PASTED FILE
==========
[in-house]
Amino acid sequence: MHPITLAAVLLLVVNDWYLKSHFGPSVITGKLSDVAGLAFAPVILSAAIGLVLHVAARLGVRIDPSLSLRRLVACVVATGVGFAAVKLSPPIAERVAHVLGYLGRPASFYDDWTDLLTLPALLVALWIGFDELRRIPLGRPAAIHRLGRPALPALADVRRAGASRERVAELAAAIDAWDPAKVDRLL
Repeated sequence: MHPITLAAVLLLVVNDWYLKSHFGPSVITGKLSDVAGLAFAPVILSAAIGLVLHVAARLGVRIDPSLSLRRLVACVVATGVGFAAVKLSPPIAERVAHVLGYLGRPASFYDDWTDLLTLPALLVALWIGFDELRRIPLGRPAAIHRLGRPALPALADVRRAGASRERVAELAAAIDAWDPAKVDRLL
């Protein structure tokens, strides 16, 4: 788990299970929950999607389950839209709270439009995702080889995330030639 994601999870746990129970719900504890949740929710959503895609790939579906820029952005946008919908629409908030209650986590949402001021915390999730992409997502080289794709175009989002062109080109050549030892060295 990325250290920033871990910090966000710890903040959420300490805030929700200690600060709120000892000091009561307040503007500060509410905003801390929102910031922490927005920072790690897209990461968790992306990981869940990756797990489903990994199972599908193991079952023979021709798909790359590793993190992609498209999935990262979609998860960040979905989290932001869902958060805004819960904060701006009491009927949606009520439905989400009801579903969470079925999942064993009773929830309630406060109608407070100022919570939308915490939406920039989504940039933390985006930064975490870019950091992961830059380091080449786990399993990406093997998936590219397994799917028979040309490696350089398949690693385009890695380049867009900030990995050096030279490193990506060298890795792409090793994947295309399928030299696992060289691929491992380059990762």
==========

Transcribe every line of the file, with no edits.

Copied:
[in-house]
Amino acid sequence: MHPITLAAVLLLVVNDWYLKSHFGPSVITGKLSDVAGLAFAPVILSAAIGLVLHVAARLGVRIDPSLSLRRLVACVVATGVGFAAVKLSPPIAERVAHVLGYLGRPASFYDDWTDLLTLPALLVALWIGFDELRRIPLGRPAAIHRLGRPALPALADVRRAGASRERVAELAAAIDAWDPAKVDRLL
Repeated sequence: MHPITLAAVLLLVVNDWYLKSHFGPSVITGKLSDVAGLAFAPVILSAAIGLVLHVAARLGVRIDPSLSLRRLVACVVATGVGFAAVKLSPPIAERVAHVLGYLGRPASFYDDWTDLLTLPALLVALWIGFDELRRIPLGRPAAIHRLGRPALPALADVRRAGASRERVAELAAAIDAWDPAKVDRLL
């Protein structure tokens, strides 16, 4: 788990299970929950999607389950839209709270439009995702080889995330030639 994601999870746990129970719900504890949740929710959503895609790939579906820029952005946008919908629409908030209650986590949402001021915390999730992409997502080289794709175009989002062109080109050549030892060295 990325250290920033871990910090966000710890903040959420300490805030929700200690600060709120000892000091009561307040503007500060509410905003801390929102910031922490927005920072790690897209990461968790992306990981869940990756797990489903990994199972599908193991079952023979021709798909790359590793993190992609498209999935990262979609998860960040979905989290932001869902958060805004819960904060701006009491009927949606009520439905989400009801579903969470079925999942064993009773929830309630406060109608407070100022919570939308915490939406920039989504940039933390985006930064975490870019950091992961830059380091080449786990399993990406093997998936590219397994799917028979040309490696350089398949690693385009890695380049867009900030990995050096030279490193990506060298890795792409090793994947295309399928030299696992060289691929491992380059990762």